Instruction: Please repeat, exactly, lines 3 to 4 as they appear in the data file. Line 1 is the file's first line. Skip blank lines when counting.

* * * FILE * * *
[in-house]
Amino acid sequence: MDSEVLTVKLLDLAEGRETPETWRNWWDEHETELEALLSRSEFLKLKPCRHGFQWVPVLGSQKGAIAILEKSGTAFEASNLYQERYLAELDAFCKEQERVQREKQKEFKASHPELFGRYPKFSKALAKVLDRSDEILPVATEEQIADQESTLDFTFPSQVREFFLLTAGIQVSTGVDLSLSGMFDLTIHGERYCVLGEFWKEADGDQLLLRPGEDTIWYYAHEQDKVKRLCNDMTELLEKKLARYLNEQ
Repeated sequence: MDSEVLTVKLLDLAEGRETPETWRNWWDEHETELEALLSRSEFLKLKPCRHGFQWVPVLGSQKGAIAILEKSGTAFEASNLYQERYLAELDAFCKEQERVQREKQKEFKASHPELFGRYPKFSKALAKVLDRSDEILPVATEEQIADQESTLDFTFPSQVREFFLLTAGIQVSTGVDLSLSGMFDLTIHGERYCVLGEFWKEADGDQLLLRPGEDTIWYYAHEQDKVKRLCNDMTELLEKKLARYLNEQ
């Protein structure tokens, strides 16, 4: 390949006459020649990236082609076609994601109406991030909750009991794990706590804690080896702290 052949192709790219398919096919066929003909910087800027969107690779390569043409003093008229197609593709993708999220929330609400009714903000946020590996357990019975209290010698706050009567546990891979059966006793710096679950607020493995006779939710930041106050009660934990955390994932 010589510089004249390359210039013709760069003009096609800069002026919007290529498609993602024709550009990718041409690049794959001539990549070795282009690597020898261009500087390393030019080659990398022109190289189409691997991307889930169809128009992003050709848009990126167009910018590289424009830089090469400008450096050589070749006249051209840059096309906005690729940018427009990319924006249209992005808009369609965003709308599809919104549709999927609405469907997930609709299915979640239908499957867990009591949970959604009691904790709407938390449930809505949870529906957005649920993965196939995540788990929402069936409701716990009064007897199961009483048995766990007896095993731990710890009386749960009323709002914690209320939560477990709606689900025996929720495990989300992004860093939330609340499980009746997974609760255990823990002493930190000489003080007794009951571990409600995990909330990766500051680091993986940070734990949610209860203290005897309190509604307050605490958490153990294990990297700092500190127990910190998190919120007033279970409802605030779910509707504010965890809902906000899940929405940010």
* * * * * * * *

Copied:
Repeated sequence: MDSEVLTVKLLDLAEGRETPETWRNWWDEHETELEALLSRSEFLKLKPCRHGFQWVPVLGSQKGAIAILEKSGTAFEASNLYQERYLAELDAFCKEQERVQREKQKEFKASHPELFGRYPKFSKALAKVLDRSDEILPVATEEQIADQESTLDFTFPSQVREFFLLTAGIQVSTGVDLSLSGMFDLTIHGERYCVLGEFWKEADGDQLLLRPGEDTIWYYAHEQDKVKRLCNDMTELLEKKLARYLNEQ
């Protein structure tokens, strides 16, 4: 390949006459020649990236082609076609994601109406991030909750009991794990706590804690080896702290 052949192709790219398919096919066929003909910087800027969107690779390569043409003093008229197609593709993708999220929330609400009714903000946020590996357990019975209290010698706050009567546990891979059966006793710096679950607020493995006779939710930041106050009660934990955390994932 010589510089004249390359210039013709760069003009096609800069002026919007290529498609993602024709550009990718041409690049794959001539990549070795282009690597020898261009500087390393030019080659990398022109190289189409691997991307889930169809128009992003050709848009990126167009910018590289424009830089090469400008450096050589070749006249051209840059096309906005690729940018427009990319924006249209992005808009369609965003709308599809919104549709999927609405469907997930609709299915979640239908499957867990009591949970959604009691904790709407938390449930809505949870529906957005649920993965196939995540788990929402069936409701716990009064007897199961009483048995766990007896095993731990710890009386749960009323709002914690209320939560477990709606689900025996929720495990989300992004860093939330609340499980009746997974609760255990823990002493930190000489003080007794009951571990409600995990909330990766500051680091993986940070734990949610209860203290005897309190509604307050605490958490153990294990990297700092500190127990910190998190919120007033279970409802605030779910509707504010965890809902906000899940929405940010």